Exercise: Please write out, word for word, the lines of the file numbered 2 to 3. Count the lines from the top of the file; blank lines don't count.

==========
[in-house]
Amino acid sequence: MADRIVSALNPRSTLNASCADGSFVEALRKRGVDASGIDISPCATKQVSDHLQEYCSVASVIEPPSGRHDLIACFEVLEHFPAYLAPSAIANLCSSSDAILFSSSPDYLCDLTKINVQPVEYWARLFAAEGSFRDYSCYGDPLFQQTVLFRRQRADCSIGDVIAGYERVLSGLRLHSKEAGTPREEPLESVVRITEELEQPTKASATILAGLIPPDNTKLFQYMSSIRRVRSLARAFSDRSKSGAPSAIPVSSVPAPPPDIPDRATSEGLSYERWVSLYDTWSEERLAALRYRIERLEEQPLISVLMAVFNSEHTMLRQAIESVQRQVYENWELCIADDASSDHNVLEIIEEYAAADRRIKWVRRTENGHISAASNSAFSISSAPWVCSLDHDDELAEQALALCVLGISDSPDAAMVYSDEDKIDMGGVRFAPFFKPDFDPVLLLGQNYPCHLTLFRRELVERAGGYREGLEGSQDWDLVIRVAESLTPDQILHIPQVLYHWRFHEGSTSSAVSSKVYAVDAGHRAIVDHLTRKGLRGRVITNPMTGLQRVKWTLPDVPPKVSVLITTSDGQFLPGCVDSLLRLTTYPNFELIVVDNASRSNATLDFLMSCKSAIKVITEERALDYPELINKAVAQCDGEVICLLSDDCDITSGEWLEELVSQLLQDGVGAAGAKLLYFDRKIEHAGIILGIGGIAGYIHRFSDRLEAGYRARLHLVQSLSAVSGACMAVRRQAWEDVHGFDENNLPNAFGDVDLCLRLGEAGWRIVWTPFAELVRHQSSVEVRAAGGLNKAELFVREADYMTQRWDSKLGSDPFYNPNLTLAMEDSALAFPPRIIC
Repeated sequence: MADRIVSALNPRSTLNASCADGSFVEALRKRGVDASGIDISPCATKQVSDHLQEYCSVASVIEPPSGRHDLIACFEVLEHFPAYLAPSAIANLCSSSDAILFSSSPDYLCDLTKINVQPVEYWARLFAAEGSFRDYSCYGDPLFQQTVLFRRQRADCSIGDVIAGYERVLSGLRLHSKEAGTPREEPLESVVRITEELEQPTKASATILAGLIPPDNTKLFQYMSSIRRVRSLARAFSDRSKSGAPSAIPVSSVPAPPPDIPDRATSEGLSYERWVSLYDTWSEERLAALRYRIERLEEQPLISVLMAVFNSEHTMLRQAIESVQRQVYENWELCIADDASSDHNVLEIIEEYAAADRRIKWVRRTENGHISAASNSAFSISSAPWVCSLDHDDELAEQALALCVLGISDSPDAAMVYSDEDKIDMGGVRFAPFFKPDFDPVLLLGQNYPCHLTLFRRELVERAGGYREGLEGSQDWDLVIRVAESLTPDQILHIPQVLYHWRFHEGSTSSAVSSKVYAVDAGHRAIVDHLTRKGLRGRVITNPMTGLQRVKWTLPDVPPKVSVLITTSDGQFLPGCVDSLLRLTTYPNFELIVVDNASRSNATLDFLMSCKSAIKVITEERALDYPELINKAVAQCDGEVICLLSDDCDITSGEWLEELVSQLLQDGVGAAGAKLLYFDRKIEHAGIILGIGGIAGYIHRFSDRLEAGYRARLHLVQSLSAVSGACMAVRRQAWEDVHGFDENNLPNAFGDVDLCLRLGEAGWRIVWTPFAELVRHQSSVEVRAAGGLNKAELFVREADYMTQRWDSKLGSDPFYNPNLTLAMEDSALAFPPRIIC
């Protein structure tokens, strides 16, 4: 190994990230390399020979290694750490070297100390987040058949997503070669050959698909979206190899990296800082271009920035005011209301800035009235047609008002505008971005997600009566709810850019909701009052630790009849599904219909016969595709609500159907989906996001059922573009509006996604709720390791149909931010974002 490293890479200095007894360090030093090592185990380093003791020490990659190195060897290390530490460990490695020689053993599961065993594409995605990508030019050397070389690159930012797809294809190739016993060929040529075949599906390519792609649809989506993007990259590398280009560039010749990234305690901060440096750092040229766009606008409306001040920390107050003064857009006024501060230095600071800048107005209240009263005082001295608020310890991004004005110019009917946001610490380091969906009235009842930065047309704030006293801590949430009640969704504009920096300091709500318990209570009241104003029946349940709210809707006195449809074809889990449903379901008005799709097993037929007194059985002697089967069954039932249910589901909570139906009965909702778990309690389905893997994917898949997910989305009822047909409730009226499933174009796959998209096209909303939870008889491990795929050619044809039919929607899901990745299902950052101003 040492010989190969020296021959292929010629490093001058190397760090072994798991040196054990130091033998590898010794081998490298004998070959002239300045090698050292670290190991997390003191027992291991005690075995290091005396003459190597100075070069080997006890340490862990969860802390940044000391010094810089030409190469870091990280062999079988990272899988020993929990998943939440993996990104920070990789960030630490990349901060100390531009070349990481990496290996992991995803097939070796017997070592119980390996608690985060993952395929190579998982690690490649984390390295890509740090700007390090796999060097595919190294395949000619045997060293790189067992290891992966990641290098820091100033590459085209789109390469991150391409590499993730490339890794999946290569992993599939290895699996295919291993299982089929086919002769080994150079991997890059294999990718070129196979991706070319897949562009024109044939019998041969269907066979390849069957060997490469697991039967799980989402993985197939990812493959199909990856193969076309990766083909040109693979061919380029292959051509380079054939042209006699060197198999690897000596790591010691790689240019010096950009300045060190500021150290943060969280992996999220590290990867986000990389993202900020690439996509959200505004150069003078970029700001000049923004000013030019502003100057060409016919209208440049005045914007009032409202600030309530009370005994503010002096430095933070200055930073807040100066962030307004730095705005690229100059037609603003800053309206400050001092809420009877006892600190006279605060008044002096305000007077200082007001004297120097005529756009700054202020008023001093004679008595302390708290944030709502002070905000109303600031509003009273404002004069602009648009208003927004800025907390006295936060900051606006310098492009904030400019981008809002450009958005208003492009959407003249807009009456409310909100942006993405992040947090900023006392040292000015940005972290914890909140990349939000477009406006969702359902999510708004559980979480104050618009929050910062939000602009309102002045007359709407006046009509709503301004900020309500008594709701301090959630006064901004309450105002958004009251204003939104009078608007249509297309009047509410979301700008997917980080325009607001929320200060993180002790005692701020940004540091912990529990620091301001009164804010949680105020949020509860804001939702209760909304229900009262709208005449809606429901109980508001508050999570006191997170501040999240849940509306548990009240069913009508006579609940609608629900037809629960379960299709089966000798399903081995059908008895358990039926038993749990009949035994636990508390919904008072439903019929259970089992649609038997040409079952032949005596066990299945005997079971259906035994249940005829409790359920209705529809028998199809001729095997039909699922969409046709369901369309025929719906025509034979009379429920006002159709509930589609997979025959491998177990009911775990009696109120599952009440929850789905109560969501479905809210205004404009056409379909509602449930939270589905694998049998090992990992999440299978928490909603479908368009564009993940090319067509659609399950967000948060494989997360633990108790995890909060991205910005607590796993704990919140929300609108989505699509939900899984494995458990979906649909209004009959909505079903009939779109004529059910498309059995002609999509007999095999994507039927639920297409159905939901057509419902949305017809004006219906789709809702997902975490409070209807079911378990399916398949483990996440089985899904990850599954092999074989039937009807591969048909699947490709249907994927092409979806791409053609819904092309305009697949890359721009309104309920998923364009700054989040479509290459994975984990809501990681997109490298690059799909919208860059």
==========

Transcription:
Amino acid sequence: MADRIVSALNPRSTLNASCADGSFVEALRKRGVDASGIDISPCATKQVSDHLQEYCSVASVIEPPSGRHDLIACFEVLEHFPAYLAPSAIANLCSSSDAILFSSSPDYLCDLTKINVQPVEYWARLFAAEGSFRDYSCYGDPLFQQTVLFRRQRADCSIGDVIAGYERVLSGLRLHSKEAGTPREEPLESVVRITEELEQPTKASATILAGLIPPDNTKLFQYMSSIRRVRSLARAFSDRSKSGAPSAIPVSSVPAPPPDIPDRATSEGLSYERWVSLYDTWSEERLAALRYRIERLEEQPLISVLMAVFNSEHTMLRQAIESVQRQVYENWELCIADDASSDHNVLEIIEEYAAADRRIKWVRRTENGHISAASNSAFSISSAPWVCSLDHDDELAEQALALCVLGISDSPDAAMVYSDEDKIDMGGVRFAPFFKPDFDPVLLLGQNYPCHLTLFRRELVERAGGYREGLEGSQDWDLVIRVAESLTPDQILHIPQVLYHWRFHEGSTSSAVSSKVYAVDAGHRAIVDHLTRKGLRGRVITNPMTGLQRVKWTLPDVPPKVSVLITTSDGQFLPGCVDSLLRLTTYPNFELIVVDNASRSNATLDFLMSCKSAIKVITEERALDYPELINKAVAQCDGEVICLLSDDCDITSGEWLEELVSQLLQDGVGAAGAKLLYFDRKIEHAGIILGIGGIAGYIHRFSDRLEAGYRARLHLVQSLSAVSGACMAVRRQAWEDVHGFDENNLPNAFGDVDLCLRLGEAGWRIVWTPFAELVRHQSSVEVRAAGGLNKAELFVREADYMTQRWDSKLGSDPFYNPNLTLAMEDSALAFPPRIIC
Repeated sequence: MADRIVSALNPRSTLNASCADGSFVEALRKRGVDASGIDISPCATKQVSDHLQEYCSVASVIEPPSGRHDLIACFEVLEHFPAYLAPSAIANLCSSSDAILFSSSPDYLCDLTKINVQPVEYWARLFAAEGSFRDYSCYGDPLFQQTVLFRRQRADCSIGDVIAGYERVLSGLRLHSKEAGTPREEPLESVVRITEELEQPTKASATILAGLIPPDNTKLFQYMSSIRRVRSLARAFSDRSKSGAPSAIPVSSVPAPPPDIPDRATSEGLSYERWVSLYDTWSEERLAALRYRIERLEEQPLISVLMAVFNSEHTMLRQAIESVQRQVYENWELCIADDASSDHNVLEIIEEYAAADRRIKWVRRTENGHISAASNSAFSISSAPWVCSLDHDDELAEQALALCVLGISDSPDAAMVYSDEDKIDMGGVRFAPFFKPDFDPVLLLGQNYPCHLTLFRRELVERAGGYREGLEGSQDWDLVIRVAESLTPDQILHIPQVLYHWRFHEGSTSSAVSSKVYAVDAGHRAIVDHLTRKGLRGRVITNPMTGLQRVKWTLPDVPPKVSVLITTSDGQFLPGCVDSLLRLTTYPNFELIVVDNASRSNATLDFLMSCKSAIKVITEERALDYPELINKAVAQCDGEVICLLSDDCDITSGEWLEELVSQLLQDGVGAAGAKLLYFDRKIEHAGIILGIGGIAGYIHRFSDRLEAGYRARLHLVQSLSAVSGACMAVRRQAWEDVHGFDENNLPNAFGDVDLCLRLGEAGWRIVWTPFAELVRHQSSVEVRAAGGLNKAELFVREADYMTQRWDSKLGSDPFYNPNLTLAMEDSALAFPPRIIC